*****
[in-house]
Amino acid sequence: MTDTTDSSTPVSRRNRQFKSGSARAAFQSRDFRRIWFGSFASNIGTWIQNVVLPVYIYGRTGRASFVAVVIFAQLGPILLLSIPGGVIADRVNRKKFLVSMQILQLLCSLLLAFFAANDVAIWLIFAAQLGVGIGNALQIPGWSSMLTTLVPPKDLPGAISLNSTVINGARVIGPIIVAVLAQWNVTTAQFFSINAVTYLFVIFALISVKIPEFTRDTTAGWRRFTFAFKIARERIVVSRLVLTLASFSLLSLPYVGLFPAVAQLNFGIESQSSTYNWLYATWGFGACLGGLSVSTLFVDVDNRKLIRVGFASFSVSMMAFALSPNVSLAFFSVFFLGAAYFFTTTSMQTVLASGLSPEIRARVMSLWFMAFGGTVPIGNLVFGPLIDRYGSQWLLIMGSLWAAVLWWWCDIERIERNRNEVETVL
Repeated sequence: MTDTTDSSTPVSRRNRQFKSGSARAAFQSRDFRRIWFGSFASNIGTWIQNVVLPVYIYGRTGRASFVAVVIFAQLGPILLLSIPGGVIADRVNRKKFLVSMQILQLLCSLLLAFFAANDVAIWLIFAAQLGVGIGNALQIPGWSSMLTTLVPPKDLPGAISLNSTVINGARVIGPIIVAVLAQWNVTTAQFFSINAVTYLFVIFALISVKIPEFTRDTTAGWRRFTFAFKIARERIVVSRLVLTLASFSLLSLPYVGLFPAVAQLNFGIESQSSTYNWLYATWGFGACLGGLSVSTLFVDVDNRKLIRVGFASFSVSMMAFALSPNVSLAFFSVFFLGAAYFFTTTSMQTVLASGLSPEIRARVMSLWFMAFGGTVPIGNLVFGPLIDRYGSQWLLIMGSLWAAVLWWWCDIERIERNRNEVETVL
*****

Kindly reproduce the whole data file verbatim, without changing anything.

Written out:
[in-house]
Amino acid sequence: MTDTTDSSTPVSRRNRQFKSGSARAAFQSRDFRRIWFGSFASNIGTWIQNVVLPVYIYGRTGRASFVAVVIFAQLGPILLLSIPGGVIADRVNRKKFLVSMQILQLLCSLLLAFFAANDVAIWLIFAAQLGVGIGNALQIPGWSSMLTTLVPPKDLPGAISLNSTVINGARVIGPIIVAVLAQWNVTTAQFFSINAVTYLFVIFALISVKIPEFTRDTTAGWRRFTFAFKIARERIVVSRLVLTLASFSLLSLPYVGLFPAVAQLNFGIESQSSTYNWLYATWGFGACLGGLSVSTLFVDVDNRKLIRVGFASFSVSMMAFALSPNVSLAFFSVFFLGAAYFFTTTSMQTVLASGLSPEIRARVMSLWFMAFGGTVPIGNLVFGPLIDRYGSQWLLIMGSLWAAVLWWWCDIERIERNRNEVETVL
Repeated sequence: MTDTTDSSTPVSRRNRQFKSGSARAAFQSRDFRRIWFGSFASNIGTWIQNVVLPVYIYGRTGRASFVAVVIFAQLGPILLLSIPGGVIADRVNRKKFLVSMQILQLLCSLLLAFFAANDVAIWLIFAAQLGVGIGNALQIPGWSSMLTTLVPPKDLPGAISLNSTVINGARVIGPIIVAVLAQWNVTTAQFFSINAVTYLFVIFALISVKIPEFTRDTTAGWRRFTFAFKIARERIVVSRLVLTLASFSLLSLPYVGLFPAVAQLNFGIESQSSTYNWLYATWGFGACLGGLSVSTLFVDVDNRKLIRVGFASFSVSMMAFALSPNVSLAFFSVFFLGAAYFFTTTSMQTVLASGLSPEIRARVMSLWFMAFGGTVPIGNLVFGPLIDRYGSQWLLIMGSLWAAVLWWWCDIERIERNRNEVETVL